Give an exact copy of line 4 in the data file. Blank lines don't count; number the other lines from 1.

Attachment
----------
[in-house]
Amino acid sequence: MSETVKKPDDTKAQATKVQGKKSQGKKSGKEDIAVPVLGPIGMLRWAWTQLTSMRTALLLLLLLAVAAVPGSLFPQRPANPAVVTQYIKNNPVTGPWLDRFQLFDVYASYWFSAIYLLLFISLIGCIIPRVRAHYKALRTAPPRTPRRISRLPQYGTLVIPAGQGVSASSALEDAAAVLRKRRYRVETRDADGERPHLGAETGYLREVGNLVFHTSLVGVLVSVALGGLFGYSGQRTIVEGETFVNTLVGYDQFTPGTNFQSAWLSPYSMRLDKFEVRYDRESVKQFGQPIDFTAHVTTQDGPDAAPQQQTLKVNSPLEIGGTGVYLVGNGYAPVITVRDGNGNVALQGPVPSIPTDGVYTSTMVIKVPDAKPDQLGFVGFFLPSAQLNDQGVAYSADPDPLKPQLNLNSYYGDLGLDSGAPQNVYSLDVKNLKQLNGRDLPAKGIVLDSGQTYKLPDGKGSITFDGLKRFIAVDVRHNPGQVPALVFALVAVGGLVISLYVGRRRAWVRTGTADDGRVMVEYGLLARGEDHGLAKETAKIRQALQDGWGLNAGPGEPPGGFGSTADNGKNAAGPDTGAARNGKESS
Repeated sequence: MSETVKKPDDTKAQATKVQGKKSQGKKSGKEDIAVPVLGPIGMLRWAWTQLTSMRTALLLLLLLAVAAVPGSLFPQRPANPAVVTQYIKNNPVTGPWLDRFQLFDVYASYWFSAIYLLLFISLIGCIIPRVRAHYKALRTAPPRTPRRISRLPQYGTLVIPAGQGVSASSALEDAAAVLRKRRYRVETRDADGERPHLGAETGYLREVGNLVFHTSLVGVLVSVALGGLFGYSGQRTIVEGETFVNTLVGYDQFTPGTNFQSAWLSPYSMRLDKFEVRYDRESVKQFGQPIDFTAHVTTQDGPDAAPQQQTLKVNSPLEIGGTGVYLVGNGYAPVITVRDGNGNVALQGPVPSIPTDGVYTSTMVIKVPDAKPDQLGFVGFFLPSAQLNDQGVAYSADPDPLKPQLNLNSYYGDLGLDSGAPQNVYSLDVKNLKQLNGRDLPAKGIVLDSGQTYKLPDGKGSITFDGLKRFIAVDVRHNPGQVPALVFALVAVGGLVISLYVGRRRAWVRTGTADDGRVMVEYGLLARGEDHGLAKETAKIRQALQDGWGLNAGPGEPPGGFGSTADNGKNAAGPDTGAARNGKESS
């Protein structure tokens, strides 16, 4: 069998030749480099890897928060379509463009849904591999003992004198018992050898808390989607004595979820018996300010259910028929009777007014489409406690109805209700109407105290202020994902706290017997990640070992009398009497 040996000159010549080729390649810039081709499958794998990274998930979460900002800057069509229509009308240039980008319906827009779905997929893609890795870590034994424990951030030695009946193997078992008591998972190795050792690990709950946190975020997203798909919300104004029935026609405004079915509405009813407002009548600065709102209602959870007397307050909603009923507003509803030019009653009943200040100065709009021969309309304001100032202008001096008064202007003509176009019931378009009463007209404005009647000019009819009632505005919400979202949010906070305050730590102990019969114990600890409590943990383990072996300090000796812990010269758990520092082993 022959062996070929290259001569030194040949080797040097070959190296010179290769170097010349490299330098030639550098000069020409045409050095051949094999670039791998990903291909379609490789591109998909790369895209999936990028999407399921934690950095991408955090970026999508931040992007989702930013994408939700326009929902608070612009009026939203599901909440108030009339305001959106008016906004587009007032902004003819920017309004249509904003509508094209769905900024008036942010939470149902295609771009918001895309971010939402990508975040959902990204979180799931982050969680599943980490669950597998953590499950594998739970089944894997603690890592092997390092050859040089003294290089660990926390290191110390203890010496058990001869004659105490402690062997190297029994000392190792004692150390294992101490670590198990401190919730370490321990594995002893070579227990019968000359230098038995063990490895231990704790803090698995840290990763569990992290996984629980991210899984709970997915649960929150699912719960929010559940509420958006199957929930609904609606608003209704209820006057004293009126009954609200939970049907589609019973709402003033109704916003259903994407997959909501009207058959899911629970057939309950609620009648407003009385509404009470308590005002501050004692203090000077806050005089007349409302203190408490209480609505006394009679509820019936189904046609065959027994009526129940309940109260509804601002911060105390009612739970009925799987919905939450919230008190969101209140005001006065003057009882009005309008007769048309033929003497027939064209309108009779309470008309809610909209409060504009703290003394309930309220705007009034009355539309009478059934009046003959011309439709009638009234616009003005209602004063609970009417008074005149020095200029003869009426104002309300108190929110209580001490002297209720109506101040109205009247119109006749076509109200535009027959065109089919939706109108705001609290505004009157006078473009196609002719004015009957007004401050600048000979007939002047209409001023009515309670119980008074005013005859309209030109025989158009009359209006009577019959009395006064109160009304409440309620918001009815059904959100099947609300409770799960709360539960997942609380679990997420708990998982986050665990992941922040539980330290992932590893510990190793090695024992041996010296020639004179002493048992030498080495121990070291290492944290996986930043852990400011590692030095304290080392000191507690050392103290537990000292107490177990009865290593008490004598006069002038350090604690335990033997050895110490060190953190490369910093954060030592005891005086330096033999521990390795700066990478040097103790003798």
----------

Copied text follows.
């Protein structure tokens, strides 16, 4: 069998030749480099890897928060379509463009849904591999003992004198018992050898808390989607004595979820018996300010259910028929009777007014489409406690109805209700109407105290202020994902706290017997990640070992009398009497 040996000159010549080729390649810039081709499958794998990274998930979460900002800057069509229509009308240039980008319906827009779905997929893609890795870590034994424990951030030695009946193997078992008591998972190795050792690990709950946190975020997203798909919300104004029935026609405004079915509405009813407002009548600065709102209602959870007397307050909603009923507003509803030019009653009943200040100065709009021969309309304001100032202008001096008064202007003509176009019931378009009463007209404005009647000019009819009632505005919400979202949010906070305050730590102990019969114990600890409590943990383990072996300090000796812990010269758990520092082993 022959062996070929290259001569030194040949080797040097070959190296010179290769170097010349490299330098030639550098000069020409045409050095051949094999670039791998990903291909379609490789591109998909790369895209999936990028999407399921934690950095991408955090970026999508931040992007989702930013994408939700326009929902608070612009009026939203599901909440108030009339305001959106008016906004587009007032902004003819920017309004249509904003509508094209769905900024008036942010939470149902295609771009918001895309971010939402990508975040959902990204979180799931982050969680599943980490669950597998953590499950594998739970089944894997603690890592092997390092050859040089003294290089660990926390290191110390203890010496058990001869004659105490402690062997190297029994000392190792004692150390294992101490670590198990401190919730370490321990594995002893070579227990019968000359230098038995063990490895231990704790803090698995840290990763569990992290996984629980991210899984709970997915649960929150699912719960929010559940509420958006199957929930609904609606608003209704209820006057004293009126009954609200939970049907589609019973709402003033109704916003259903994407997959909501009207058959899911629970057939309950609620009648407003009385509404009470308590005002501050004692203090000077806050005089007349409302203190408490209480609505006394009679509820019936189904046609065959027994009526129940309940109260509804601002911060105390009612739970009925799987919905939450919230008190969101209140005001006065003057009882009005309008007769048309033929003497027939064209309108009779309470008309809610909209409060504009703290003394309930309220705007009034009355539309009478059934009046003959011309439709009638009234616009003005209602004063609970009417008074005149020095200029003869009426104002309300108190929110209580001490002297209720109506101040109205009247119109006749076509109200535009027959065109089919939706109108705001609290505004009157006078473009196609002719004015009957007004401050600048000979007939002047209409001023009515309670119980008074005013005859309209030109025989158009009359209006009577019959009395006064109160009304409440309620918001009815059904959100099947609300409770799960709360539960997942609380679990997420708990998982986050665990992941922040539980330290992932590893510990190793090695024992041996010296020639004179002493048992030498080495121990070291290492944290996986930043852990400011590692030095304290080392000191507690050392103290537990000292107490177990009865290593008490004598006069002038350090604690335990033997050895110490060190953190490369910093954060030592005891005086330096033999521990390795700066990478040097103790003798």